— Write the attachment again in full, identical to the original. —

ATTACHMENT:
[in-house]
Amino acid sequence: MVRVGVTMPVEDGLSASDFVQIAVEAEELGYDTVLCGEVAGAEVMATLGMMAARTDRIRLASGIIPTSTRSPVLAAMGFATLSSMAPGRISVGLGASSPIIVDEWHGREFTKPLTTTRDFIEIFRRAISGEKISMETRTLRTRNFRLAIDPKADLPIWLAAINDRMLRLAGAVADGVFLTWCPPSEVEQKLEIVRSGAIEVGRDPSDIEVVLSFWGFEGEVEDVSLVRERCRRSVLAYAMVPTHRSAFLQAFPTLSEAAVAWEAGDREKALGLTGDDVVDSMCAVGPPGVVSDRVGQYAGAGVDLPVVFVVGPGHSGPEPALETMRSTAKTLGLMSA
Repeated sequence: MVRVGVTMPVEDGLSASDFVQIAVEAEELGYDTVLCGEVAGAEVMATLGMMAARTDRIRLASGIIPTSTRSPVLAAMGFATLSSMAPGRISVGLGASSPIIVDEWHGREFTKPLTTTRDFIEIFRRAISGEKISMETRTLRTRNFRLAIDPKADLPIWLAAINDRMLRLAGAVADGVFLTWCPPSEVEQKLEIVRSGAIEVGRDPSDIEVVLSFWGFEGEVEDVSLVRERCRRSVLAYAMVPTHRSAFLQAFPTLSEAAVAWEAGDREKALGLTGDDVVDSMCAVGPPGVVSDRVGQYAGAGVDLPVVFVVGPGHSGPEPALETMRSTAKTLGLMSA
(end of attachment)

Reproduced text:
[in-house]
Amino acid sequence: MVRVGVTMPVEDGLSASDFVQIAVEAEELGYDTVLCGEVAGAEVMATLGMMAARTDRIRLASGIIPTSTRSPVLAAMGFATLSSMAPGRISVGLGASSPIIVDEWHGREFTKPLTTTRDFIEIFRRAISGEKISMETRTLRTRNFRLAIDPKADLPIWLAAINDRMLRLAGAVADGVFLTWCPPSEVEQKLEIVRSGAIEVGRDPSDIEVVLSFWGFEGEVEDVSLVRERCRRSVLAYAMVPTHRSAFLQAFPTLSEAAVAWEAGDREKALGLTGDDVVDSMCAVGPPGVVSDRVGQYAGAGVDLPVVFVVGPGHSGPEPALETMRSTAKTLGLMSA
Repeated sequence: MVRVGVTMPVEDGLSASDFVQIAVEAEELGYDTVLCGEVAGAEVMATLGMMAARTDRIRLASGIIPTSTRSPVLAAMGFATLSSMAPGRISVGLGASSPIIVDEWHGREFTKPLTTTRDFIEIFRRAISGEKISMETRTLRTRNFRLAIDPKADLPIWLAAINDRMLRLAGAVADGVFLTWCPPSEVEQKLEIVRSGAIEVGRDPSDIEVVLSFWGFEGEVEDVSLVRERCRRSVLAYAMVPTHRSAFLQAFPTLSEAAVAWEAGDREKALGLTGDDVVDSMCAVGPPGVVSDRVGQYAGAGVDLPVVFVVGPGHSGPEPALETMRSTAKTLGLMSA